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Integrated transition planning is a path to living a full, meaningful and connected life as a member of the community. It means planning for what will change as your child becomes an adult. We know that every child is different, so every idea might not be right for your family. This fact sheet will help you start planning for your child’s transition to adult life.
Pieces of the Transition Puzzle
- Home: Will my child live at home or move out?
- Education: Does special education offer school and community opportunities to meet my child’s skills and interests?
- Post-Secondary Education: Does my child want to go to college or technical school?
- Employment: What type of work does my child want to do?
- Community: Are there supports available that can lead to a full and meaningful life?
- Health: Can my child deal with his/her own health care and insurance needs?
Give your child and your family enough time to plan. Youth with intellectual or developmental disabilities may need extra time to learn the skills necessary for a more independent life. Start by sharing your child’s and family’s dreams for the future with school staff, health providers and community professionals. You and your child, and those who provide support, will turn these dreams into reality by working together.
Imagine the Best Life
Set high expectations. Your confidence will guide your child to live the best possible life. Always keep an open mind when working with your child. Surround your family with people who also have high expectations for your child. Let go of limitations and think about your child’s strengths and skills.
Advocate, Advocate and Advocate Some More
If transition planning is not going well, you and your child may need to step out of your comfort zone. Are all the people who support your child working together to meet your child’s goals? Is anyone missing from the transition team? Sharing your child’s hopes and dreams with others will help them meet these goals. Learn to advocate for what you need if you feel stuck or unsupported. Learn more on our Family Leadership page.
Resources for an Integrated Transition
- What’s After High School? is an on-demand training that gives an overview of the transition process from a family’s perspective.
- Transition Resource Guide has tips and resources to plan for adulthood and life after high school.
- The Transition Road Map guides you along the road through transition with suggestions and resources. It’s useful for youth ages 12 to 16.
- Transition Action Guide for Post School Planning improves communication, coordination and services for students transitioning from school to work or post-secondary education.
- Health Care Transition Timeline has tips for children to manage their health care and insurance coverage needs independently.
Integrated Transition Pathway
Preparing for an integrated transition to adulthood can begin at any age, even elementary school! Starting early is the key to a smooth transition. To support younger children to prepare for transition:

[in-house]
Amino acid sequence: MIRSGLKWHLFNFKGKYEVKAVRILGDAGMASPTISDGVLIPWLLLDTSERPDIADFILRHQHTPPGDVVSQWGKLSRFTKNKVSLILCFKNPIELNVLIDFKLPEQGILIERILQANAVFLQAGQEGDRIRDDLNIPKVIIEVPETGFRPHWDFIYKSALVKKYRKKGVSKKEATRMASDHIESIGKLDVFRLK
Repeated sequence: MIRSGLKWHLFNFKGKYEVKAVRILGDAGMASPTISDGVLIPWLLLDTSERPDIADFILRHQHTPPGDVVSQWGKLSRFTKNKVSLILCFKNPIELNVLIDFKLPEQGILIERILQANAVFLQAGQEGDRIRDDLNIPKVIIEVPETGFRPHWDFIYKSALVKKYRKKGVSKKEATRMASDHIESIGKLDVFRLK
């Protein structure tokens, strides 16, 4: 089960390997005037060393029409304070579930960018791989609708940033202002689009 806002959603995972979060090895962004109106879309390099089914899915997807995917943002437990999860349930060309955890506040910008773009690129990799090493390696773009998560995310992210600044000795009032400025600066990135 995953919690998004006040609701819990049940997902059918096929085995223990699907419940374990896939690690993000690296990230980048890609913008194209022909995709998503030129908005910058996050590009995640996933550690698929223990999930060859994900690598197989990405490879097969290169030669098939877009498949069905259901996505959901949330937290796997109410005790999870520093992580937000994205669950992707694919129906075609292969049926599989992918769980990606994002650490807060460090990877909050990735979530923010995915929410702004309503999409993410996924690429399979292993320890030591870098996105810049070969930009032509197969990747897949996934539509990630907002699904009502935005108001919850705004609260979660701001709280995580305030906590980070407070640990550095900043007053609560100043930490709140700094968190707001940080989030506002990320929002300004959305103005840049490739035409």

- Talk with them about their hopes and dreams and help them think about what they want to do “when they grow up.”
- Encourage them to explore their interests and participate in a variety of experiences that support those interests.
- Invite them to be part of their IEP meetings, especially to talk about what they are currently doing.
- Help them learn and practice self-advocacy skills, including understanding their disability or health condition and if/how they might want to explain it to others.
- Teach them to build independence, social skills and the best ways to communicate.
Early Transition (Ages 14-17)
- At age 14, special education laws require formal transition planning to be included in the IEP. You will begin using the Post-Secondary Transition plan (PTP).
- Age 14 is when doctors usually like to see patients on their own for at least part of the visit. Teens can start to make their own appointments and refill their own prescriptions.
- Your child might want to share their hopes and dreams for their future with their health providers.
- Two years before school exit, you can connect with the Division of Vocational Rehabilitation (DVR) to prepare for work in the community. Ask the IEP team to invite the DVR counselor to a meeting to talk about DVR services. If you would like, DVR services can begin as early as age 14.
- Learn about legal options and tools like Supported Decision-Making Agreements and Guardianship if your child will need help with decision-making after they turn 18. If your child needs help, have a plan in place by the time they turn 18.
Active Transition (Ages 17 and 18)
- Public benefits move from children’s services to adult services at age 18. If your child uses the Children’s Long-Term Support (CLTS) waiver, talk with your child’s support and service coordinator about continuing access to Medicaid and long-term support waiver programs. For adults, these programs are called Family Care or IRIS.
- If your child doesn’t have a service coordinator, you can contact your county’s Aging and Disability Resource Center (ADRC) for help applying to Medicaid and long-term support programs when your child is age 17 ½ or older. They can also give you information about applying or re-applying for Social Security benefits.
Transition After Age 18
- Transition doesn’t stop at age 18. Changes will continue throughout your adult child’s life.
- Continue to help your adult child identify resources and people to support them to live a healthy, safe, connected, integrated and meaningful life!